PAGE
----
Building and Const. Trades Dept., Afl-Cio v. Solis

Decision Date04 March 2009
Docket NumberCivil Action No. 06-677 (RBW).
Citation600 F.Supp.2d 25
PartiesBUILDING AND CONSTRUCTION TRADES DEPARTMENT, AFL-CIO, Plaintiff, v. Hilda L. SOLIS, Secretary of Labor, and Steven Chu, Secretary of Energy, Defendants.
CourtU.S. District Court — District of Columbia

Terry Russell Yellig, Sherman, Dunn, Cohen, Leifer & Yellig, Washington, DC, for Plaintiff.

Marina Utgoff Braswell, U.S. Attorneys Office for the District of Columbia, Washington, DC, for Defendants.


REGGIE B. WALTON, District Judge.

The Building and Construction Trades Department, AFL-CIO (the "BCT"), the plaintiff in this civil lawsuit, "seeks judicial intervention to compel ... the Secretary of Labor ... to issue an administrative determination concerning application of the Davis-Bacon Act, [40 U.S.C. §§ 3141-44, 3146-47 (2006),] ... to [the] construction of three buildings intended for the sole and exclusive use of the ... Department of Energy ... that has been unreasonably withheld." First Amended Complaint Seeking Mandatory Injunctive Relief for Agency Action Unlawfully Withheld, Declaratory Relief and Review of Agency Action (the "Compl.") ¶ 1. Additionally, the plaintiff "seek[s] judicial review of a [purported] final agency determination by [the Department of Energy] that the Davis-Bacon Act does not apply to construction of two other buildings intended for the sole and exclusive use of [the Department of Energy]," id., under the Administrative Procedures Act, 5 U.S.C. §§ 551-59, 701-06, 1305, 3105, 3344, 4301, 5335, 5372, 7521 (2006) (the "APA"), and 28 U.S.C. § 1361 (2006), id. ¶ 2.1 Both defendants seek to dismiss the plaintiff's claims against them pursuant to Federal Rules of Civil Procedure 12(b)(1) and 12(b)(6). After carefully considering the plaintiff's amended complaint, the defendants' joint motion to dismiss, and all submissions made in conjunction with the defendants' joint motion,2 the Court concludes for the reasons that follow that it must grant the defendants' motion in its entirety, but that the scope of that motion does not encompass all of the claims raised by the plaintiff.

I. Background

The following facts are alleged in the plaintiff's amended complaint or are matters of public record. The Davis-Bacon Act, enacted by Congress in 1931 and amended most recently in 2002, provides in pertinent part that "[t]he advertised specifications for every contract in excess of $2,000[] to which the Federal Government ... is a party[] for [the] construction, alteration, or repair ... of public buildings ... which requires or involves the employment of mechanics or laborers shall contain a provision stating the minimum wages to be paid" to those mechanics and laborers. 40 U.S.C. § 3142(a). "The minimum wages shall be based on the wages [that] the Secretary of Labor determines to be prevailing for the corresponding classes of laborers and mechanics" employed on similar projects in the "civil subdivision of the State in which the work is to be performed," id. § 3142(b), and "[e]very contract" covered by the statute "must contain stipulations that," inter alia, the "contractor or subcontractor shall pay all mechanics and laborers ... the full amounts accrued at [the] time of payment, computed at wage rates not less than those stated in the advertised specifications," id. § 3142(c)(1). Under Department of Labor regulations, "[a]ll questions relating to the application and interpretation of wage determinations ... shall be referred to the Administrator [of the Wage and Hour Division of the Department of Labor]," whose "rulings and interpretations shall be authoritative." 29 C.F.R. § 5.13 (2007).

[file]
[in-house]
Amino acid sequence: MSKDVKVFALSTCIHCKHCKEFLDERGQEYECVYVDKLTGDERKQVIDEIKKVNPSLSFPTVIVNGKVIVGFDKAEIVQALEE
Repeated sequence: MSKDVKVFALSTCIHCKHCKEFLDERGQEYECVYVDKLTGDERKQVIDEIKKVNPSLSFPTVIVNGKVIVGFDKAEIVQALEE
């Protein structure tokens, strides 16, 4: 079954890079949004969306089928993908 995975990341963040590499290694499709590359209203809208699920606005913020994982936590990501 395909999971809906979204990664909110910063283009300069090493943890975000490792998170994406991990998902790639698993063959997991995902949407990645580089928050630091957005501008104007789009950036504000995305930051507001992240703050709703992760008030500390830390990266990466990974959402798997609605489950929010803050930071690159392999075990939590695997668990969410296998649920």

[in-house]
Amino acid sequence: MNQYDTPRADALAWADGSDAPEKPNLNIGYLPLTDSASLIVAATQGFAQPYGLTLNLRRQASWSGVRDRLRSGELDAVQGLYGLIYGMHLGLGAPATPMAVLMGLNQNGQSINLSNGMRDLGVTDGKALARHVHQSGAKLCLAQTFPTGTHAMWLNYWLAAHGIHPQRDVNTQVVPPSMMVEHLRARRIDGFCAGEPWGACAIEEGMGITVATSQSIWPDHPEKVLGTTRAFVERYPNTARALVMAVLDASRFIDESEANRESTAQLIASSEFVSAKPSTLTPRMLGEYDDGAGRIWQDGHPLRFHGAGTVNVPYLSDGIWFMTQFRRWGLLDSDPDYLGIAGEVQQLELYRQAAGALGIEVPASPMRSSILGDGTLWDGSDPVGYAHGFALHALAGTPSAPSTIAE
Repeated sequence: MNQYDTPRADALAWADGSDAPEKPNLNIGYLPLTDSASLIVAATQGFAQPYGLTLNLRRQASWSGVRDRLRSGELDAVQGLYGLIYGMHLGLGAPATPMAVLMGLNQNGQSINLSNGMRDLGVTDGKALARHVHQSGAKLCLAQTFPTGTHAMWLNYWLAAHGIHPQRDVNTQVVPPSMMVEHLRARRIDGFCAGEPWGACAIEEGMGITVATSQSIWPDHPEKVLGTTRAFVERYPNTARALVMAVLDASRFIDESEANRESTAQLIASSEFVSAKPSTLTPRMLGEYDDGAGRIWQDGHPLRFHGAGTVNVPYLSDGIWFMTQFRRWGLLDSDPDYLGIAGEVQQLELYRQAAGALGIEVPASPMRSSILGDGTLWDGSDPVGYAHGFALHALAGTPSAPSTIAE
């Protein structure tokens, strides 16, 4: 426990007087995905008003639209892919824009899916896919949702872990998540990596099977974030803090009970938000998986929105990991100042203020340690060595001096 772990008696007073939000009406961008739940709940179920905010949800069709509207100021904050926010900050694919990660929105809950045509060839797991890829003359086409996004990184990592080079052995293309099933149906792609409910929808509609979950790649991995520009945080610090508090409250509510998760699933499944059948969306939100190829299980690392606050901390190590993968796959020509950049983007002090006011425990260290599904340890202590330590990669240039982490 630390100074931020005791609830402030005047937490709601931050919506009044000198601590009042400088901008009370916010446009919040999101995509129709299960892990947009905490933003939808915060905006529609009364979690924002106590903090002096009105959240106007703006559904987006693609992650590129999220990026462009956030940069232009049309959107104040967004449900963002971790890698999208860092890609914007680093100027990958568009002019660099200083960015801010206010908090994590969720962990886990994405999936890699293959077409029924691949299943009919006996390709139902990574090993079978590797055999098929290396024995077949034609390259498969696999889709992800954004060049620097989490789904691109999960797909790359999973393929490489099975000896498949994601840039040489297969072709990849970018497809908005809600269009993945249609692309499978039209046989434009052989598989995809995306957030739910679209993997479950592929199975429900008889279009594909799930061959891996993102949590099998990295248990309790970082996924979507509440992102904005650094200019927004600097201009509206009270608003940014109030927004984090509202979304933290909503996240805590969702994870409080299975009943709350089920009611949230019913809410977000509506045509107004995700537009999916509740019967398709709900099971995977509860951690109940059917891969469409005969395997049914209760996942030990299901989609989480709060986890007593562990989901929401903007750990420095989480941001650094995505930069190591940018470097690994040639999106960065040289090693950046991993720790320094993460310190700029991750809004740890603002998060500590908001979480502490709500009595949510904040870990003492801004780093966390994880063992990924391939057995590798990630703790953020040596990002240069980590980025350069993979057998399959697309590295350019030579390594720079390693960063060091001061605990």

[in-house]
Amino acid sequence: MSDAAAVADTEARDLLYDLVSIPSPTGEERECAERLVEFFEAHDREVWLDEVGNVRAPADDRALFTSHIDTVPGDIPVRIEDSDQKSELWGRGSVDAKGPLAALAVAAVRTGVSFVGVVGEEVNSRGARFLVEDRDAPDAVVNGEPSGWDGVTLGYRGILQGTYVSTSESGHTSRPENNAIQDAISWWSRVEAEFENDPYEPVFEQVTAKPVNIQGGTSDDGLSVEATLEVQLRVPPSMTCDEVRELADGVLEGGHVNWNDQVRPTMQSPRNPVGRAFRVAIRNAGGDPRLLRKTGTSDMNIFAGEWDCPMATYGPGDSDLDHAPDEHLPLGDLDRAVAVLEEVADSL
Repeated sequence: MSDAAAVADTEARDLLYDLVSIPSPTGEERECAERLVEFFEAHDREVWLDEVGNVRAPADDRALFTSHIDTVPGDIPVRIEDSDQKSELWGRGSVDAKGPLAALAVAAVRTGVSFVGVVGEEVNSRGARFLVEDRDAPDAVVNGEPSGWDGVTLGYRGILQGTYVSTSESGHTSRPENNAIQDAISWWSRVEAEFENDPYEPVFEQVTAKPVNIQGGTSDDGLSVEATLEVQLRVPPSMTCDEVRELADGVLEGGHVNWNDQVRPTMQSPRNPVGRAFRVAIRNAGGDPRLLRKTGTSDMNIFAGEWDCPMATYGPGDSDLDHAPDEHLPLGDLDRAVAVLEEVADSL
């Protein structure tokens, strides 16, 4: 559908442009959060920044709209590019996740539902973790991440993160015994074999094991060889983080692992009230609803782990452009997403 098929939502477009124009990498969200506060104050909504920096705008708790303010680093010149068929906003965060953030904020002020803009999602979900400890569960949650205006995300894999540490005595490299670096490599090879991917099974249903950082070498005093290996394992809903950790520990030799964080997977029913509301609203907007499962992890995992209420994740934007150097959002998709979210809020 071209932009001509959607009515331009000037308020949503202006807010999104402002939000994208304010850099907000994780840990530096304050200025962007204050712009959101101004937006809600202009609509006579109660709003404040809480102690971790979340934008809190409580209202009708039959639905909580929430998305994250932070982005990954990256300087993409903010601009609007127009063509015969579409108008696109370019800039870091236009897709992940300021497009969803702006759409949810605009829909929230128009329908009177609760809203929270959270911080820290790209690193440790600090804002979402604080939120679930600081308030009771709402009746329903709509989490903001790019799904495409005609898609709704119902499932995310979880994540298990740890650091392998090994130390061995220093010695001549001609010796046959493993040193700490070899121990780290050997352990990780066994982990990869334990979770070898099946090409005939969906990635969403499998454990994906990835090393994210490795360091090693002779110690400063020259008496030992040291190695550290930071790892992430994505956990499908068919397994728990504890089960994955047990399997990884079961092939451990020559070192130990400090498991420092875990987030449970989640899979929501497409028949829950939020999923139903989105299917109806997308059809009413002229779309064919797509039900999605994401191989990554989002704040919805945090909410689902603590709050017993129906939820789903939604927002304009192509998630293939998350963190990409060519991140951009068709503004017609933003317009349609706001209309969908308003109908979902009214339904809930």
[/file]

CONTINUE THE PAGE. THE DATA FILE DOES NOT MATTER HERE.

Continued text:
The plaintiff is "an unincorporated labor organization ... chartered by the American Federation of Labor-Congress of Industrial Organization ... and composed of eleven (11) national and international building and construction trade unions." Compl. ¶ 8. The plaintiff "has chartered more than 300 state and local building and construction trades councils," which "consist[] of local building and construction trades unions that collectively represent more than three (3) million workers." Id. "[M]any" of these workers "have been employed or may seek employment by private contractors and subcontractors retained to construct buildings" in Oak Ridge, Tennessee. Id.

"On October 1, 1999," the Department of Energy "entered into a contract with UT-Battelle, LLC (`UT-Battelle') ... for the maintenance and operation of the Oak Ridge National Laboratory ([the] `ORNL')" located in Oak Ridge, Tennessee. Id. ¶ 11. In August of 2000, UT-Battelle submitted an infrastructure revitalization project for the ORNL, which would require the "construction of eleven new facilities and renovation of existing [facilities] for the ORNL." Id. ¶ 12. The plan called for the new facilities to be constructed by a private developer, who would then lease the facilities to UT-Battelle for use by the Department of Energy. Id. ¶ 13. The Department of Energy approved this plan on March 21, 2001. Id. ¶ 15.